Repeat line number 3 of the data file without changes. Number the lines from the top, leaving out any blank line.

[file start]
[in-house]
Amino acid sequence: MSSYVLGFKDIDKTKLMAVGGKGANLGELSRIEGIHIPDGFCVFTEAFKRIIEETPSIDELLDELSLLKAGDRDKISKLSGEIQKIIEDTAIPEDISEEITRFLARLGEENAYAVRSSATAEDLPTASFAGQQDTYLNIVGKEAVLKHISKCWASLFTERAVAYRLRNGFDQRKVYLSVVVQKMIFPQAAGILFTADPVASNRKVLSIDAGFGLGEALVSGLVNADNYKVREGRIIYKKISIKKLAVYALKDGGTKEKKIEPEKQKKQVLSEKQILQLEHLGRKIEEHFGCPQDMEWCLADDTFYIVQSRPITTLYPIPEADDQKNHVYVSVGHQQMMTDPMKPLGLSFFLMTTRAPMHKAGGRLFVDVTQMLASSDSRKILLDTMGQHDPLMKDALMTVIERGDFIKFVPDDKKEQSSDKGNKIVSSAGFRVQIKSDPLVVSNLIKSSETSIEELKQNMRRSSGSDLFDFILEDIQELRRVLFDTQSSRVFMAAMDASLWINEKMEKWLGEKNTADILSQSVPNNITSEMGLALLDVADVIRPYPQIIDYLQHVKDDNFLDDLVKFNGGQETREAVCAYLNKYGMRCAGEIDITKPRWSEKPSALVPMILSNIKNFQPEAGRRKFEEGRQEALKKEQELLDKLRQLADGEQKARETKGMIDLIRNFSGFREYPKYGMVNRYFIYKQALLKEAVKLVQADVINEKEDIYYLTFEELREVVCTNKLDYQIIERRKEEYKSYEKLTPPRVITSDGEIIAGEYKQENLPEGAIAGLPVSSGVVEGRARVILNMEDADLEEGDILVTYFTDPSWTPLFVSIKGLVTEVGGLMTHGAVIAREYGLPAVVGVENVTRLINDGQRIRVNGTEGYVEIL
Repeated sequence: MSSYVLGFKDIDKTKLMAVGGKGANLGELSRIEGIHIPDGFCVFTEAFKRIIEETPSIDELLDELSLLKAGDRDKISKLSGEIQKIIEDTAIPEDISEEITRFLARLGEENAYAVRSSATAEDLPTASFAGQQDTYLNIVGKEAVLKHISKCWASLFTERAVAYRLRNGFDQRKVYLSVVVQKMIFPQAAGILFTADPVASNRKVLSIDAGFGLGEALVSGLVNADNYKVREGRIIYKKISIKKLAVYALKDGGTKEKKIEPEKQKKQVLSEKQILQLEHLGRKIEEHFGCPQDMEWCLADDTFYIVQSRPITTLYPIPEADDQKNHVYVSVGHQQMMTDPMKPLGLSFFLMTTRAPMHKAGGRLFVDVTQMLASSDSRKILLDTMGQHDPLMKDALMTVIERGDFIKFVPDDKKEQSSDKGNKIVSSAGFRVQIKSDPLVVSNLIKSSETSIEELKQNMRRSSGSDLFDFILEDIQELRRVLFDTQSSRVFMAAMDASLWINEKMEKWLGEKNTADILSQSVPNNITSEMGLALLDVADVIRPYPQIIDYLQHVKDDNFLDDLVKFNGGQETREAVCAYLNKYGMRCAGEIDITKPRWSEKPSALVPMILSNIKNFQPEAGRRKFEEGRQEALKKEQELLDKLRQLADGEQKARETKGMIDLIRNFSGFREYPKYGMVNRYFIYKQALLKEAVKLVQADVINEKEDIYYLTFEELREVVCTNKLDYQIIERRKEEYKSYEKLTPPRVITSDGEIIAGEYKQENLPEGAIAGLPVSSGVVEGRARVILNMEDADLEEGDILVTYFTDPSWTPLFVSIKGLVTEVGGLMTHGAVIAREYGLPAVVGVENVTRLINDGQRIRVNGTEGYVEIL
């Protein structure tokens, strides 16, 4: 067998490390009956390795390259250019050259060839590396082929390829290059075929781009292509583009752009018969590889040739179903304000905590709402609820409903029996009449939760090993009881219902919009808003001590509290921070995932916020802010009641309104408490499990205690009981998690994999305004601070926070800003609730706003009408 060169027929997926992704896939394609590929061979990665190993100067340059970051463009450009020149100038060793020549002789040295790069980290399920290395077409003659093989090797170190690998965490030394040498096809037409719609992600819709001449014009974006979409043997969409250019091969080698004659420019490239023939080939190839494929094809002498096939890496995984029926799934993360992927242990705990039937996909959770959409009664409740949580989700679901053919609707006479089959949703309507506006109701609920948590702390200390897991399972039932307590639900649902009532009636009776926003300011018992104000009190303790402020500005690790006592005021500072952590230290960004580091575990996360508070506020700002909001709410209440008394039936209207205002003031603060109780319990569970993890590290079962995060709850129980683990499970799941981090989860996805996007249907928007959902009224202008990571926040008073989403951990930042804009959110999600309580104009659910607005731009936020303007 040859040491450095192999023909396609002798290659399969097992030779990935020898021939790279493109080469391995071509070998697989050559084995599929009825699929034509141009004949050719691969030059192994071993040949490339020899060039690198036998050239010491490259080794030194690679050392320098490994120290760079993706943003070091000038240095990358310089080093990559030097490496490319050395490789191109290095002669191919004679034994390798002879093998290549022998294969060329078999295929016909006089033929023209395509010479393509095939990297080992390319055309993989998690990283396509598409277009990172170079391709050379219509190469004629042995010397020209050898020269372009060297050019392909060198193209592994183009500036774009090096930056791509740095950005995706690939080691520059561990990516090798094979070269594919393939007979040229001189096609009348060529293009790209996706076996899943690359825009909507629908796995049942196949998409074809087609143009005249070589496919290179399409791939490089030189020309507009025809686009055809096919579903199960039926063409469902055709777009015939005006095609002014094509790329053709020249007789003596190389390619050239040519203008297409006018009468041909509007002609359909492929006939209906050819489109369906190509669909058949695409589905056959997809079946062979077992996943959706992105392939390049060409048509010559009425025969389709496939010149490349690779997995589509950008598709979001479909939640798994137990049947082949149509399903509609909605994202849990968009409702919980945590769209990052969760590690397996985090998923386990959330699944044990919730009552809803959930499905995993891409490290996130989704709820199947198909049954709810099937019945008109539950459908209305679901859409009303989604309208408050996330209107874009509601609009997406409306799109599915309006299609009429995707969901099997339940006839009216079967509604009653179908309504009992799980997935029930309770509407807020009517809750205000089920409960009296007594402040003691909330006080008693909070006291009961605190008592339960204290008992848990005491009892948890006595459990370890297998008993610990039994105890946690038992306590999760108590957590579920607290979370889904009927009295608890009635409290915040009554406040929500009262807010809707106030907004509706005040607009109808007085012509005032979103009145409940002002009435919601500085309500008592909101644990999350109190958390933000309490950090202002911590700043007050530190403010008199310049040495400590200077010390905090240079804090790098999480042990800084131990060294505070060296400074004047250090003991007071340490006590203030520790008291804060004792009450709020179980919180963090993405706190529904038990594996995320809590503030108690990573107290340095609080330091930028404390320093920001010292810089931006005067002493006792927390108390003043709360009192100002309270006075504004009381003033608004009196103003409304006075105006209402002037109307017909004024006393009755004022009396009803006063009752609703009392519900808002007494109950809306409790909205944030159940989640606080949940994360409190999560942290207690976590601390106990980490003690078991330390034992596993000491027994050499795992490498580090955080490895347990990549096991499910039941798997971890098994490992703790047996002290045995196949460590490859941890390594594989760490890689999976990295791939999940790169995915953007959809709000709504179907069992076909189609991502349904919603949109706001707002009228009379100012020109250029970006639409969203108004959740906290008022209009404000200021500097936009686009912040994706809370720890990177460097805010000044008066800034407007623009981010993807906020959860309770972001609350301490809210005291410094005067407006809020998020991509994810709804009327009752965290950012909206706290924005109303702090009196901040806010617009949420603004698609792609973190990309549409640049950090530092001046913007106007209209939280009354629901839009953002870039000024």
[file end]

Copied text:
Repeated sequence: MSSYVLGFKDIDKTKLMAVGGKGANLGELSRIEGIHIPDGFCVFTEAFKRIIEETPSIDELLDELSLLKAGDRDKISKLSGEIQKIIEDTAIPEDISEEITRFLARLGEENAYAVRSSATAEDLPTASFAGQQDTYLNIVGKEAVLKHISKCWASLFTERAVAYRLRNGFDQRKVYLSVVVQKMIFPQAAGILFTADPVASNRKVLSIDAGFGLGEALVSGLVNADNYKVREGRIIYKKISIKKLAVYALKDGGTKEKKIEPEKQKKQVLSEKQILQLEHLGRKIEEHFGCPQDMEWCLADDTFYIVQSRPITTLYPIPEADDQKNHVYVSVGHQQMMTDPMKPLGLSFFLMTTRAPMHKAGGRLFVDVTQMLASSDSRKILLDTMGQHDPLMKDALMTVIERGDFIKFVPDDKKEQSSDKGNKIVSSAGFRVQIKSDPLVVSNLIKSSETSIEELKQNMRRSSGSDLFDFILEDIQELRRVLFDTQSSRVFMAAMDASLWINEKMEKWLGEKNTADILSQSVPNNITSEMGLALLDVADVIRPYPQIIDYLQHVKDDNFLDDLVKFNGGQETREAVCAYLNKYGMRCAGEIDITKPRWSEKPSALVPMILSNIKNFQPEAGRRKFEEGRQEALKKEQELLDKLRQLADGEQKARETKGMIDLIRNFSGFREYPKYGMVNRYFIYKQALLKEAVKLVQADVINEKEDIYYLTFEELREVVCTNKLDYQIIERRKEEYKSYEKLTPPRVITSDGEIIAGEYKQENLPEGAIAGLPVSSGVVEGRARVILNMEDADLEEGDILVTYFTDPSWTPLFVSIKGLVTEVGGLMTHGAVIAREYGLPAVVGVENVTRLINDGQRIRVNGTEGYVEIL